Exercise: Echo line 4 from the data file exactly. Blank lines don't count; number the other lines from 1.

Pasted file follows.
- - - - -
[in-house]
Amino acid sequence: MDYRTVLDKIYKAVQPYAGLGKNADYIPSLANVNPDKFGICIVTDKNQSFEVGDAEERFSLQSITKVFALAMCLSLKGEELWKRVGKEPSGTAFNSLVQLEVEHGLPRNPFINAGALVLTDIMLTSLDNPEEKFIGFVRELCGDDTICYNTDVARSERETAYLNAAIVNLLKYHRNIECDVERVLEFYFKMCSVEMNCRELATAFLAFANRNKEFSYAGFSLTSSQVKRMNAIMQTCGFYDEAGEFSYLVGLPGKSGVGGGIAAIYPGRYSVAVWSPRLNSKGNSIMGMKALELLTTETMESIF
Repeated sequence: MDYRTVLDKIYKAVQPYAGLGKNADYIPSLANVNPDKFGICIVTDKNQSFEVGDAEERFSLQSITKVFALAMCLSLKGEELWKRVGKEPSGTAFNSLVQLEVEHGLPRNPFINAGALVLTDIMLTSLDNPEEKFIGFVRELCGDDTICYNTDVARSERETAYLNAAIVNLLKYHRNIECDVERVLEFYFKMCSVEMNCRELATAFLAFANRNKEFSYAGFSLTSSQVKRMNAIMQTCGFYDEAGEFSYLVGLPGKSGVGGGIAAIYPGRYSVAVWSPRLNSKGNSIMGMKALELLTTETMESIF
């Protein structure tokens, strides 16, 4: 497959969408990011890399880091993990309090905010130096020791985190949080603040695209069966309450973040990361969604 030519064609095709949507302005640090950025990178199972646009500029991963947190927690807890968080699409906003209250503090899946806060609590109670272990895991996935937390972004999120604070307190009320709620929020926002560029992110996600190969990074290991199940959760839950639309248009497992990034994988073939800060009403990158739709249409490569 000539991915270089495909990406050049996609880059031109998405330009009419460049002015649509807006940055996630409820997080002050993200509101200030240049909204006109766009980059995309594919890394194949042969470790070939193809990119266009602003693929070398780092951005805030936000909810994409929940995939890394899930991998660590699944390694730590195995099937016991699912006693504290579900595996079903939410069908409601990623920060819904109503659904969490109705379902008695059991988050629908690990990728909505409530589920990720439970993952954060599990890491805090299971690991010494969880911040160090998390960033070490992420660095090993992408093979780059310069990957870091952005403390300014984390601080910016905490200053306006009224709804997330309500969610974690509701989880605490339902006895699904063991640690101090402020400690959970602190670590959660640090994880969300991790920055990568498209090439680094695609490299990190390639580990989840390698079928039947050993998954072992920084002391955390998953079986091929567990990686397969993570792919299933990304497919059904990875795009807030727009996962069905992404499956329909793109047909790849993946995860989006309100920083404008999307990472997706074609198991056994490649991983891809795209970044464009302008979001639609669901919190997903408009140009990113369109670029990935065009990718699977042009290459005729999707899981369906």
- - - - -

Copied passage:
């Protein structure tokens, strides 16, 4: 497959969408990011890399880091993990309090905010130096020791985190949080603040695209069966309450973040990361969604 030519064609095709949507302005640090950025990178199972646009500029991963947190927690807890968080699409906003209250503090899946806060609590109670272990895991996935937390972004999120604070307190009320709620929020926002560029992110996600190969990074290991199940959760839950639309248009497992990034994988073939800060009403990158739709249409490569 000539991915270089495909990406050049996609880059031109998405330009009419460049002015649509807006940055996630409820997080002050993200509101200030240049909204006109766009980059995309594919890394194949042969470790070939193809990119266009602003693929070398780092951005805030936000909810994409929940995939890394899930991998660590699944390694730590195995099937016991699912006693504290579900595996079903939410069908409601990623920060819904109503659904969490109705379902008695059991988050629908690990990728909505409530589920990720439970993952954060599990890491805090299971690991010494969880911040160090998390960033070490992420660095090993992408093979780059310069990957870091952005403390300014984390601080910016905490200053306006009224709804997330309500969610974690509701989880605490339902006895699904063991640690101090402020400690959970602190670590959660640090994880969300991790920055990568498209090439680094695609490299990190390639580990989840390698079928039947050993998954072992920084002391955390998953079986091929567990990686397969993570792919299933990304497919059904990875795009807030727009996962069905992404499956329909793109047909790849993946995860989006309100920083404008999307990472997706074609198991056994490649991983891809795209970044464009302008979001639609669901919190997903408009140009990113369109670029990935065009990718699977042009290459005729999707899981369906």